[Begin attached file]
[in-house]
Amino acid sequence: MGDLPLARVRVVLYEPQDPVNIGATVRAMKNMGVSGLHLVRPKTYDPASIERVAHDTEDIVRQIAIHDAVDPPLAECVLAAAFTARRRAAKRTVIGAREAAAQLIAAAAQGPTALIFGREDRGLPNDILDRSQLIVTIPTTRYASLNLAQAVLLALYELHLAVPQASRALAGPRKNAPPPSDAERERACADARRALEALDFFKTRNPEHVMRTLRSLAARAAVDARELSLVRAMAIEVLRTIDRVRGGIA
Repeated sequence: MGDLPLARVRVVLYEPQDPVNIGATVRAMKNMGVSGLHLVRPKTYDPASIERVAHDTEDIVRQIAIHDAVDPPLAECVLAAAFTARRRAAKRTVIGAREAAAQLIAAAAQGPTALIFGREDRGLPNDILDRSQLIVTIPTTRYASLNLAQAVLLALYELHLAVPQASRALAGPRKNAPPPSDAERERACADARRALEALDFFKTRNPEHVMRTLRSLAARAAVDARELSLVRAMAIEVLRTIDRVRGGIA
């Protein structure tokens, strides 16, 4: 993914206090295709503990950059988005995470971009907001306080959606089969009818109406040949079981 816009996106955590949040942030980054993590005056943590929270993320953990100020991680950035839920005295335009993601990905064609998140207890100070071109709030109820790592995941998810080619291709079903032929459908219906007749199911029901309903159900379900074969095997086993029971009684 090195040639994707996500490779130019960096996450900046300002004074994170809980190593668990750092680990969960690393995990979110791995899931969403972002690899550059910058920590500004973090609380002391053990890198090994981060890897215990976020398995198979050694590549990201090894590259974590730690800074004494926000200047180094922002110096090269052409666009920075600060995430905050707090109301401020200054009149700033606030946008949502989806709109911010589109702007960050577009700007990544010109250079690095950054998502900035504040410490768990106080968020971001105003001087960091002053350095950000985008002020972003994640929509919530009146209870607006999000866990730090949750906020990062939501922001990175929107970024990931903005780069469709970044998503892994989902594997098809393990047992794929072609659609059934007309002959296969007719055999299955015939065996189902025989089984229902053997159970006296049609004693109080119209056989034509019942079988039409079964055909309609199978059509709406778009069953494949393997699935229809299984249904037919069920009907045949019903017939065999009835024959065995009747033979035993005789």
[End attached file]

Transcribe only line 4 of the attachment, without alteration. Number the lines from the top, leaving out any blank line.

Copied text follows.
């Protein structure tokens, strides 16, 4: 993914206090295709503990950059988005995470971009907001306080959606089969009818109406040949079981 816009996106955590949040942030980054993590005056943590929270993320953990100020991680950035839920005295335009993601990905064609998140207890100070071109709030109820790592995941998810080619291709079903032929459908219906007749199911029901309903159900379900074969095997086993029971009684 090195040639994707996500490779130019960096996450900046300002004074994170809980190593668990750092680990969960690393995990979110791995899931969403972002690899550059910058920590500004973090609380002391053990890198090994981060890897215990976020398995198979050694590549990201090894590259974590730690800074004494926000200047180094922002110096090269052409666009920075600060995430905050707090109301401020200054009149700033606030946008949502989806709109911010589109702007960050577009700007990544010109250079690095950054998502900035504040410490768990106080968020971001105003001087960091002053350095950000985008002020972003994640929509919530009146209870607006999000866990730090949750906020990062939501922001990175929107970024990931903005780069469709970044998503892994989902594997098809393990047992794929072609659609059934007309002959296969007719055999299955015939065996189902025989089984229902053997159970006296049609004693109080119209056989034509019942079988039409079964055909309609199978059509709406778009069953494949393997699935229809299984249904037919069920009907045949019903017939065999009835024959065995009747033979035993005789």